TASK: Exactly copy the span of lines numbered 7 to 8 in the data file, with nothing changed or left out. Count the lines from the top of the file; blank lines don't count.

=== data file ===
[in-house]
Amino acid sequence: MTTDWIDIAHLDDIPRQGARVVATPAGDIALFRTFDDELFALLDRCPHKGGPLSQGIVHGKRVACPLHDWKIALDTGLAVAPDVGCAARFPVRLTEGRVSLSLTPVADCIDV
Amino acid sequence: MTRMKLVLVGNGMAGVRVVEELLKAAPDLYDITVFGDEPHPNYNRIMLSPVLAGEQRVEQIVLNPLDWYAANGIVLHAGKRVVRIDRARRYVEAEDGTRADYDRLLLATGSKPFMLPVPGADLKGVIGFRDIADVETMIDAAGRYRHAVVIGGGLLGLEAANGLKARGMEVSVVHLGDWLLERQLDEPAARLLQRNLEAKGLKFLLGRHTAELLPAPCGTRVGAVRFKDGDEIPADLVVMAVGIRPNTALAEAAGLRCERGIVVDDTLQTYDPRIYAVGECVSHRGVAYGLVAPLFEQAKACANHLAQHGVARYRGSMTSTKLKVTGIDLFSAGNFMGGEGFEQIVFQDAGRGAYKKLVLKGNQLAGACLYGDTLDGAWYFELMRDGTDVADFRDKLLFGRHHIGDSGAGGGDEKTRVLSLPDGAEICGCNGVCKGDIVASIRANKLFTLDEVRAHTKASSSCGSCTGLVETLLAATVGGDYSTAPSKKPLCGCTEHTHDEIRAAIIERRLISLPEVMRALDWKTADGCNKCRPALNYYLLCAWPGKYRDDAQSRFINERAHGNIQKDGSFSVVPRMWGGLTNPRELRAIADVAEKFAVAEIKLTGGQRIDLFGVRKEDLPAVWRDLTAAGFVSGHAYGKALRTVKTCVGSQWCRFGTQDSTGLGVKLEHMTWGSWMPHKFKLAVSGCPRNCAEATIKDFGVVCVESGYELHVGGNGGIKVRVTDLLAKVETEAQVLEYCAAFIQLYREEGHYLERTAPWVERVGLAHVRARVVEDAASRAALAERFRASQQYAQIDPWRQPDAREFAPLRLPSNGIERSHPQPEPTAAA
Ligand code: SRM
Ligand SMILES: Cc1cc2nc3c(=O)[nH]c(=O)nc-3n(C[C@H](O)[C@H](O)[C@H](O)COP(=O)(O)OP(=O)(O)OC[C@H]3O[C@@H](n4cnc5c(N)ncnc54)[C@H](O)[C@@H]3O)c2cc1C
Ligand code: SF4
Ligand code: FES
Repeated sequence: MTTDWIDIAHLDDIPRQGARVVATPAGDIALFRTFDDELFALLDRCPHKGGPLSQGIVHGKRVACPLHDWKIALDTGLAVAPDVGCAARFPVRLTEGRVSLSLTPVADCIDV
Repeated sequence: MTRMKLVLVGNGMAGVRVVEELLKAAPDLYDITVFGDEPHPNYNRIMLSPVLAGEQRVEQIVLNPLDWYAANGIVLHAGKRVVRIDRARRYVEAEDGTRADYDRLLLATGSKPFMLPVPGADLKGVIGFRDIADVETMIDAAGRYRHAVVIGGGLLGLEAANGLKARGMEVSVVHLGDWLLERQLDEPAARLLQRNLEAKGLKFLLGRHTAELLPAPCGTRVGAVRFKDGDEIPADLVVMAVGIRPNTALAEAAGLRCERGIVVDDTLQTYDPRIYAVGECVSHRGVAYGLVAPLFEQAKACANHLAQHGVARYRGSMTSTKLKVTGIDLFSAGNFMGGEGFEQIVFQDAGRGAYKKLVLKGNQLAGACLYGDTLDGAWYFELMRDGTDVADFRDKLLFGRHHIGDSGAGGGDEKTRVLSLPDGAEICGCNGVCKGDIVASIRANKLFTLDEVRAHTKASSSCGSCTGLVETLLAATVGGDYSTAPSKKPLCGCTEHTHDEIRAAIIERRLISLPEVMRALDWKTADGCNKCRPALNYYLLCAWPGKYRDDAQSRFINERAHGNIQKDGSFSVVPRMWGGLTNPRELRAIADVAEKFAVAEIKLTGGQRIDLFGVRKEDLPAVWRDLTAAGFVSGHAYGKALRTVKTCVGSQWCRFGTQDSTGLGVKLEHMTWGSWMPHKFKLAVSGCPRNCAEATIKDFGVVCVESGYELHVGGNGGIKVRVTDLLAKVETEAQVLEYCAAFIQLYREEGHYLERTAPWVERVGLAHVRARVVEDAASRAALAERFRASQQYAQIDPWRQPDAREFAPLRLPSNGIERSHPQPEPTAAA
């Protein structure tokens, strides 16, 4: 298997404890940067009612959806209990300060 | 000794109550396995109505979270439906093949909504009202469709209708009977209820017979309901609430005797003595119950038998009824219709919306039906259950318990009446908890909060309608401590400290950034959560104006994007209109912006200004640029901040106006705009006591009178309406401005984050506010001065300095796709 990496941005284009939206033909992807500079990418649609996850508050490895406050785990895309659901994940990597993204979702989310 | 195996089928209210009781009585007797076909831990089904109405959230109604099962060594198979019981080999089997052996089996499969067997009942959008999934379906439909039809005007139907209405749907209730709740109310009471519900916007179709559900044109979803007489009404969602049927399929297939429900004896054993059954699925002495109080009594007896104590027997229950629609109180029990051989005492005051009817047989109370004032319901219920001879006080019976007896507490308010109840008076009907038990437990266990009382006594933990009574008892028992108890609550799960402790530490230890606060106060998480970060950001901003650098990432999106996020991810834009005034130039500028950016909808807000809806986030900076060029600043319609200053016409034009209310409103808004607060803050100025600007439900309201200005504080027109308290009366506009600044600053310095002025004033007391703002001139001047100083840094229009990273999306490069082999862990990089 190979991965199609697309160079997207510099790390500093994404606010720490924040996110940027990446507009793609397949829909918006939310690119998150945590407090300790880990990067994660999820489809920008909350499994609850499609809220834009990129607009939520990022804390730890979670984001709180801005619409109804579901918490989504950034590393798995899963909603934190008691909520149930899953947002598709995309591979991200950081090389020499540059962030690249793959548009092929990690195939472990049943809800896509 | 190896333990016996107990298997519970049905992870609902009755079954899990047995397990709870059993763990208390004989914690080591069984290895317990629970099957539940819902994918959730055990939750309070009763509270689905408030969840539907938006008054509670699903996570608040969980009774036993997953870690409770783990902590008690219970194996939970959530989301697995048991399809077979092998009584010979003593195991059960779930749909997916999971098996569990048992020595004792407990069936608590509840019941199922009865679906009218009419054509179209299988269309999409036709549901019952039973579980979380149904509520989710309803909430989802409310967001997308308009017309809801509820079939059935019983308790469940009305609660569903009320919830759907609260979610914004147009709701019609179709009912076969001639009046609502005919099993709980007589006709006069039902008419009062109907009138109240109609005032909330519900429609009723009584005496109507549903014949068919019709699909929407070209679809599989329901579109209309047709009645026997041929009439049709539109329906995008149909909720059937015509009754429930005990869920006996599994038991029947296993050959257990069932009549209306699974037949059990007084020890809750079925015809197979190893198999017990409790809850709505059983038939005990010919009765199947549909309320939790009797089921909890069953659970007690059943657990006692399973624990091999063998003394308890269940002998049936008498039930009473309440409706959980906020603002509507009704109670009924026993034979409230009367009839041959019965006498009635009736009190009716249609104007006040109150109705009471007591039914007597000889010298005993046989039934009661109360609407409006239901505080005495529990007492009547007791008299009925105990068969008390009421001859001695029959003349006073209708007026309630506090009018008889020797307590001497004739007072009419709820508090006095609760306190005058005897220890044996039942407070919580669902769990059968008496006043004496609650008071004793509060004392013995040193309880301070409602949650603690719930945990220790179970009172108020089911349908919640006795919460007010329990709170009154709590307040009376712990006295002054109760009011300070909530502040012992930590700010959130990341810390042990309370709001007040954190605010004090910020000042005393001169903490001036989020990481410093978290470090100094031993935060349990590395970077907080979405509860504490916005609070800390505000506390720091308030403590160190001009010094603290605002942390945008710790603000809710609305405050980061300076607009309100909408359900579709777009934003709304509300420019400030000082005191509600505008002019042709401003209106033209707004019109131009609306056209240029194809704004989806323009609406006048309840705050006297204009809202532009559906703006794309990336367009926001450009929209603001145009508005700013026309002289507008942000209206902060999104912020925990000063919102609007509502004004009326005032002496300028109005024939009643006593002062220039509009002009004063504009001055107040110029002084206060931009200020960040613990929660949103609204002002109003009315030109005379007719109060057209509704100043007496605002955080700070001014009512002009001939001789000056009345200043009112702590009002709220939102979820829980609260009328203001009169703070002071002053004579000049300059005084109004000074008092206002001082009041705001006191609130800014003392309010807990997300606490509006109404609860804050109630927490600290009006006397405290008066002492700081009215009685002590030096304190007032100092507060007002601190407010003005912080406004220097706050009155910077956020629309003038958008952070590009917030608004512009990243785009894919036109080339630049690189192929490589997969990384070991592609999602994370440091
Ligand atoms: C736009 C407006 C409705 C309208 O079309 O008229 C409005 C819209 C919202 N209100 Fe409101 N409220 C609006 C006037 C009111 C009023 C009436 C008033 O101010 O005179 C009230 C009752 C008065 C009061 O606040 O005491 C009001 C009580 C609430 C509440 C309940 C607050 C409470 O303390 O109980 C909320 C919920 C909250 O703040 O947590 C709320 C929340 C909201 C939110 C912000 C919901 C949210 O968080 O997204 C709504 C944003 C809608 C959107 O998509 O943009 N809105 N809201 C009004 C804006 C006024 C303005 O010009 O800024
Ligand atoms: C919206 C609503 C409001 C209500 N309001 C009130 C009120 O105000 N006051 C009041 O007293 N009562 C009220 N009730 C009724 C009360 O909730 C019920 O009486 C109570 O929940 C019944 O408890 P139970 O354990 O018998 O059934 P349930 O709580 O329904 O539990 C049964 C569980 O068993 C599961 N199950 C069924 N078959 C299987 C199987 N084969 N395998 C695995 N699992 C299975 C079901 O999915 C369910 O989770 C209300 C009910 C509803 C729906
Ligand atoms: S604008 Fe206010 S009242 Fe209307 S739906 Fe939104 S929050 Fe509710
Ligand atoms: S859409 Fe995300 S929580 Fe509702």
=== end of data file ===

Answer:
Ligand code: FES
Repeated sequence: MTTDWIDIAHLDDIPRQGARVVATPAGDIALFRTFDDELFALLDRCPHKGGPLSQGIVHGKRVACPLHDWKIALDTGLAVAPDVGCAARFPVRLTEGRVSLSLTPVADCIDV